These sources of error or variation in base-emitter voltages of the two transistors may be significantly reduced to preserve a static ratio of output current to input current over a wide dynamic operating range using the circuit embodiment of the present invention, as illustrated in FIG. 2. This circuit includes the input and output transistors 9, 13 (Q1, Q2) of opposite conductivity types connected to substantially cancel out the base-emitter voltages in the circuit loop including resistor 19, the two transistors 9, 13, and the resistor 21. However, the bias current IB flowing substantially entirely in the emitter of the input transistor 9 (less the base current of the output transistor 13) flows in the collector of transistor 25 (Q3) of similar conductivity type to input transistor 9. A source of bias voltage 27 is connected to the emitter of transistor 25 to be maintained at a level of bias voltage relative to the bias supply voltage 11 that is determined by the source 27. In addition, the base of transistor 29 (Q4) of opposite conductivity type is also referenced to the bias supply 11 by the voltage source 27, and its emitter is directly coupled to the base of transistor 25 to receive the current from current source 31. The error in voltage across resistor 21 relative to voltage across resistor 19 is attributable to: ##EQU1## (ignoring the Early effect) where ISP and ISN are fundamental scale constants of the P-type and N-type transistors, respectively, as follows: ##EQU2##

It should be noted that variations of ISP and ISN that are attributable to manufacturing processes are canceled out. It should also be noted that there is no temperature sensitivity and no processing dependency in the factors that contribute error. Remaining errors attributable to changing Iout can be diminished where Iout can be maintained relatively constant, and the area and IB' terms can be scaled to reduce errors toward zero.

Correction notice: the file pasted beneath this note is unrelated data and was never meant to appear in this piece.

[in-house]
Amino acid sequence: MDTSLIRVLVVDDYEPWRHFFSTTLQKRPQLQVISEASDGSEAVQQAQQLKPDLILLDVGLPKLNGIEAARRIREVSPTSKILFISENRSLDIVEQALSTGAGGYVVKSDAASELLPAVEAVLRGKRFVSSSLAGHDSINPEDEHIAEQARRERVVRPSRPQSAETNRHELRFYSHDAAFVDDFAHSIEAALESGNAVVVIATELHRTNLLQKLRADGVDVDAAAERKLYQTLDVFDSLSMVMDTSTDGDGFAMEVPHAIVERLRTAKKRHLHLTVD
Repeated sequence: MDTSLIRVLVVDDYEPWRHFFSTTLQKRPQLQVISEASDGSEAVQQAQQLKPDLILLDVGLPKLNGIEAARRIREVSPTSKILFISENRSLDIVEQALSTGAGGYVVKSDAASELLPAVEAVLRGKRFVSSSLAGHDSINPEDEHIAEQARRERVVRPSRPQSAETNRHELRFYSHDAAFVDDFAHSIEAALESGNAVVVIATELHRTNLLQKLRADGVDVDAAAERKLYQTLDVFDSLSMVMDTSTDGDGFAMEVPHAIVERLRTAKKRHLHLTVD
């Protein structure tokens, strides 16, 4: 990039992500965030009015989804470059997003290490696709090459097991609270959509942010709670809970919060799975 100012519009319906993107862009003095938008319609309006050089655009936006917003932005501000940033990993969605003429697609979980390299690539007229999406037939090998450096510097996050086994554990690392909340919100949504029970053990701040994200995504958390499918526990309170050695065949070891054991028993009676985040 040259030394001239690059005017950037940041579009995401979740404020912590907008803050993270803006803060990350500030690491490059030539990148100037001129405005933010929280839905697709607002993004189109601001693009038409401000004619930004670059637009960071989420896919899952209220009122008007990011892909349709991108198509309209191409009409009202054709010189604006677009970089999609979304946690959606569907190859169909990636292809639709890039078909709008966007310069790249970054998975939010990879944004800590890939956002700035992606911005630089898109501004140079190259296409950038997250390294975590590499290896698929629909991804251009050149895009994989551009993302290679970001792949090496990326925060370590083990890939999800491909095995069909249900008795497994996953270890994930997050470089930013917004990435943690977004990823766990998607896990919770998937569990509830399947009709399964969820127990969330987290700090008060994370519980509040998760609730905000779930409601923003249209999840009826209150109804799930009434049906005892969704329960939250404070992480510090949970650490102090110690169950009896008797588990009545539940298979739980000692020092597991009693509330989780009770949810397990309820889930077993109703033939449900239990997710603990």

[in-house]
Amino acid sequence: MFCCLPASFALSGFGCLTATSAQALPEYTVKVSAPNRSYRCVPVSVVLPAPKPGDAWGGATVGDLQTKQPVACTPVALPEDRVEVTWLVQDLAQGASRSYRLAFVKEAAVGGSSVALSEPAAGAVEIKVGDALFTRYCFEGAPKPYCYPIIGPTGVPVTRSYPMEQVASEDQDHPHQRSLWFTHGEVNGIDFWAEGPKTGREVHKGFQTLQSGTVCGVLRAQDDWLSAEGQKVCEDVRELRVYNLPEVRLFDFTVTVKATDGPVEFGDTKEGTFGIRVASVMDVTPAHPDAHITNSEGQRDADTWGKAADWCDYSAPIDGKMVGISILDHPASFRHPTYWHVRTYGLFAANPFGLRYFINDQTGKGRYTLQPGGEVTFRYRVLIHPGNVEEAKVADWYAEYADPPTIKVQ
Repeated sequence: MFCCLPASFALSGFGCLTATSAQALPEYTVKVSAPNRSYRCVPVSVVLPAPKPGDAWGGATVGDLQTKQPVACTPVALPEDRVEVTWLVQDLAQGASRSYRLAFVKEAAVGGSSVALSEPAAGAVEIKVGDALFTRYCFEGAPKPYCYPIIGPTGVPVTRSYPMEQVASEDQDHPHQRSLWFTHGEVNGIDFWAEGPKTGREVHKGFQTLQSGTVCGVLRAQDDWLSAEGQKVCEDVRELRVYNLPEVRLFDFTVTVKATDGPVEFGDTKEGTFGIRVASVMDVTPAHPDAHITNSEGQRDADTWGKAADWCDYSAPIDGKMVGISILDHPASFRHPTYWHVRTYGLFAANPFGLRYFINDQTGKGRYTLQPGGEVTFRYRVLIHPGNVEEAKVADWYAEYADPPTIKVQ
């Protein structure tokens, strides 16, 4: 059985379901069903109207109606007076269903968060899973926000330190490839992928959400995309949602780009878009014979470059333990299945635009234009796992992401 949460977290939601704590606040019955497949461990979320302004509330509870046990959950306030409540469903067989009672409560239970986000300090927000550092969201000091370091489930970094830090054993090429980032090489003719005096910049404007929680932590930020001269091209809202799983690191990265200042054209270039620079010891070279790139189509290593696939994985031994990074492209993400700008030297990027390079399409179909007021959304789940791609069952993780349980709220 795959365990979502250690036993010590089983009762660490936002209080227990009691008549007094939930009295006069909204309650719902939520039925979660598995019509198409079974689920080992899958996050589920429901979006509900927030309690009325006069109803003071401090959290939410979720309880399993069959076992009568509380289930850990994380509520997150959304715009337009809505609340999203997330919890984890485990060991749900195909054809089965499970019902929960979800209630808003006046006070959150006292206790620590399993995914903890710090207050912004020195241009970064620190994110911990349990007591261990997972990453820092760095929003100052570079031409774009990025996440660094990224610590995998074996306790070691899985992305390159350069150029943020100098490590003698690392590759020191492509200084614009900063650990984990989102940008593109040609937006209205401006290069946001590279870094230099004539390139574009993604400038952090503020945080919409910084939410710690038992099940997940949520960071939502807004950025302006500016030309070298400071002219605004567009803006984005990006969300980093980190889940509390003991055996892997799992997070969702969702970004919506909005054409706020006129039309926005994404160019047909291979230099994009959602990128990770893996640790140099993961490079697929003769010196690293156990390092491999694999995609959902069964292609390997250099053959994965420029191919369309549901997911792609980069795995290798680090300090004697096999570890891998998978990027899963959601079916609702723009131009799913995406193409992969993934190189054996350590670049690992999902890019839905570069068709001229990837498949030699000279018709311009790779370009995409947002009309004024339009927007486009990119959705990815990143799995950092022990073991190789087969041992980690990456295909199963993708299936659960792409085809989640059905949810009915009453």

A typical circuit application connects such a current mirror to the gain node of an amplifier with the resultant Iout relatively unchanging, except perhaps for transient waveforms, and the current mirror of the present invention can thus be operated with optimal accuracy.

In addition, the collector-emitter voltage across transistor 29 varies in accordance with variations in the collector-emitter voltage of the output transistor 13 due to the unity-gain amplifier 33 that is coupled from the collector of output transistor 13 to the collector of transistor 29. Thus, the Early effect of modulating the base width (and, hence, the base-emitter voltage) in the output transistor 13 due to collector voltage variations is canceled by similarly modulating the base-emitter voltage in transistor 29 in response to the variations in collector voltage on the output transistor 13 also being imposed on the collector of transistor 29. This affects the base-emitter voltage of transistor 25 which thus alters the bias current, IB, to correctly alter the base-emitter voltage of the input transistor 9 in concert with changes on the base-emitter voltage of the output transmitter 13.